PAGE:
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It gets the students out of the classroom into the fresh air and encourages them to think in a different capacity than usual
During the last week of term I took my students to the learning circle we have on campus.
This is a series of wooden seats supported by stone, arranged in a circular shape around a central fire circle. The site has been set aside and consecrated by the Darkinjung elders, our local Aboriginal people, as a place of learning. Forbidden are papers, pencils, rubbish, cigarettes and all forms of technology. Upon entering the learning circle, all people sharing within it are treated equally.
I took my students there to reflect on their TAFE journey so far and their hopes for the future. I asked them to choose two images from my photo language cards that represented these ideas.
Then we broke into pairs. Each pair shared their learning journeys over the last six months. And how their study has enabled them to see a new and clear pathway to their future.
Each person then shared their partner's story with the whole group. It was wonderful to hear how the students had grown in confidence and many had bright hopes for the future. It was here that I expressed my desire to help people overcome their barriers.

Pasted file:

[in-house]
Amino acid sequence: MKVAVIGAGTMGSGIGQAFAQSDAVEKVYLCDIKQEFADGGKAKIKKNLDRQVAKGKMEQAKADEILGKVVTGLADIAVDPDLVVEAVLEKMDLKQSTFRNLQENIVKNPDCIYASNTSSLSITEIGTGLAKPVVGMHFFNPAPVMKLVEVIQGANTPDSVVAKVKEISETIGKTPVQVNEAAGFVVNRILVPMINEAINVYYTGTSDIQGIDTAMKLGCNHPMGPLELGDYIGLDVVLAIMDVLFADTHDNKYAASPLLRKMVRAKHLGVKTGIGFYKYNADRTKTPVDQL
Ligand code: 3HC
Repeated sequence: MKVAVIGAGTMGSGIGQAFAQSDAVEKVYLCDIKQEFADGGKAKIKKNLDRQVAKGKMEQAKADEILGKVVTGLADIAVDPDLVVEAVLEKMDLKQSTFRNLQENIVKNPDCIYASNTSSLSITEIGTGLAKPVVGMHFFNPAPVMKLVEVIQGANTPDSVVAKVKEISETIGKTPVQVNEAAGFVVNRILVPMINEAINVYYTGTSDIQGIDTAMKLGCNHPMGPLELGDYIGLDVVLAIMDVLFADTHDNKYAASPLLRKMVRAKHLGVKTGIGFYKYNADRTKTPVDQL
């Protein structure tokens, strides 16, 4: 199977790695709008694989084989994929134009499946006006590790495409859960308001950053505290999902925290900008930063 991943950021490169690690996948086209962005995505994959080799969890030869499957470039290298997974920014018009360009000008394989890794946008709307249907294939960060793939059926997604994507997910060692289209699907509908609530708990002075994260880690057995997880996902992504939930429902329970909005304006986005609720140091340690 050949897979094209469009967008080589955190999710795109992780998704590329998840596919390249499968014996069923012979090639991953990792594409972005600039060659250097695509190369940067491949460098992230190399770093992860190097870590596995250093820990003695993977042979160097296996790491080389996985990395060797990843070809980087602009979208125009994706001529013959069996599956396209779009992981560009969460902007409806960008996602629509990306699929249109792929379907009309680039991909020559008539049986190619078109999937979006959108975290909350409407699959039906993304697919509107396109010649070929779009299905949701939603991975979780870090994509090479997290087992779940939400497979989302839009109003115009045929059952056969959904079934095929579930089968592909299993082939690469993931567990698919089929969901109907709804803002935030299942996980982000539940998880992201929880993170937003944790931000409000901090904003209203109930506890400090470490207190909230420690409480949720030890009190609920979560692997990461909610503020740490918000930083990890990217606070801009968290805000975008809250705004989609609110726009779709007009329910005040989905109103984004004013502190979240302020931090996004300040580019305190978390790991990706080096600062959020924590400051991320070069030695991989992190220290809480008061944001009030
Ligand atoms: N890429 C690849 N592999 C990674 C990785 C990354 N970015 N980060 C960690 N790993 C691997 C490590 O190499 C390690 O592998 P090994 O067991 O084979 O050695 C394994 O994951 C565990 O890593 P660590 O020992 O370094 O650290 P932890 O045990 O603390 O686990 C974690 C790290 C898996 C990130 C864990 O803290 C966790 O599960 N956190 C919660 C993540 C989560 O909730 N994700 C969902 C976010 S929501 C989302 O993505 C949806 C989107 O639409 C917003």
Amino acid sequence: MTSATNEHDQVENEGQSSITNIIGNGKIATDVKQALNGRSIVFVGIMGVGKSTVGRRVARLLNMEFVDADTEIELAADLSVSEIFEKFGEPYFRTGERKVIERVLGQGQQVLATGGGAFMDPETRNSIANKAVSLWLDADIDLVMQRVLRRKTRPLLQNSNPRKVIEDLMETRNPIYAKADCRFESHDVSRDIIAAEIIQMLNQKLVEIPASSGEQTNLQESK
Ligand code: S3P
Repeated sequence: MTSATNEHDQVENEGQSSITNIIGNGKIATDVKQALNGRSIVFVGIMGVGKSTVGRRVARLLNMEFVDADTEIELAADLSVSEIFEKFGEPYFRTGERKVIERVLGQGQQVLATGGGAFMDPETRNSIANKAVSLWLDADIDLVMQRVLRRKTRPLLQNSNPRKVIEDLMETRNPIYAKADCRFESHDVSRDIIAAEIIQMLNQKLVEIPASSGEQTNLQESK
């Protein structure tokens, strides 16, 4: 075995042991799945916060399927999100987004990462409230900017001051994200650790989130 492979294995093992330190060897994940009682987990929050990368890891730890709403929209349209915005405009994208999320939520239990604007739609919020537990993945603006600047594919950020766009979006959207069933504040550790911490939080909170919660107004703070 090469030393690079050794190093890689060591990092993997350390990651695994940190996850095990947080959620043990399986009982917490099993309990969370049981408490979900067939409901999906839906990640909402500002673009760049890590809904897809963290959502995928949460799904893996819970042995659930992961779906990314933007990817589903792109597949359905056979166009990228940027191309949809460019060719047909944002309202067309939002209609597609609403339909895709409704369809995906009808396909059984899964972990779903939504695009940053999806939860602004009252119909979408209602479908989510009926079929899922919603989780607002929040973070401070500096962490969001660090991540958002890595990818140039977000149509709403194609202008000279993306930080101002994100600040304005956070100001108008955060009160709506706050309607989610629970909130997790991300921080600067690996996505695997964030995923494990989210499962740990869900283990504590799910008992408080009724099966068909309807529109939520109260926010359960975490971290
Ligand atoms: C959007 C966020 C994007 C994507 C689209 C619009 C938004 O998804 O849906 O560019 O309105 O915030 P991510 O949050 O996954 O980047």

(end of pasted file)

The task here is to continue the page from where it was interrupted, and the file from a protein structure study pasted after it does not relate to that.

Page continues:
During the course of our working careers, many of the students we teach will have some type of barrier to their learning. Whether it's a physical or psychological barrier, it can be a real stumbling block for them. I feel that it's a great privilege to be in a position to make a positive impact on people's lives with support and encouragement.
The learning circle is a wonderful teaching activity. It gets the students out of the classroom into the fresh air and encourages them to think in a different capacity than usual. Sharing and a sense of community are both important aspects of the TAFE experience. The learning circle provides a platform for everyone to join and share without prejudice. It encourages students to be honest and open in the conversation and this allows for a richer learning experience.
Reflection and evaluation are key to learning. They allow students to see if they've achieved a goal. Or to clarify and absorb their understanding of what they've learnt in class.
By and large, teachers are creative in how they ask students to do this. Many teachers now ask their students to blog about their learning experiences. I'm a keen advocate for blogging. But the learning circle provides a different form of reflection that technology can't create. Face to face interaction allows the group to share nonverbal gestures. These can represent great depth in thinking and understanding.
The learning circle, like technology, is a tool for learning and one I will continue to use in the future. It doesn't matter if your TAFE campus doesn't have one. Just bring some chairs outside and form a circle on the grass in the sunshine. Then take a moment to savor the learning that's happening with your class.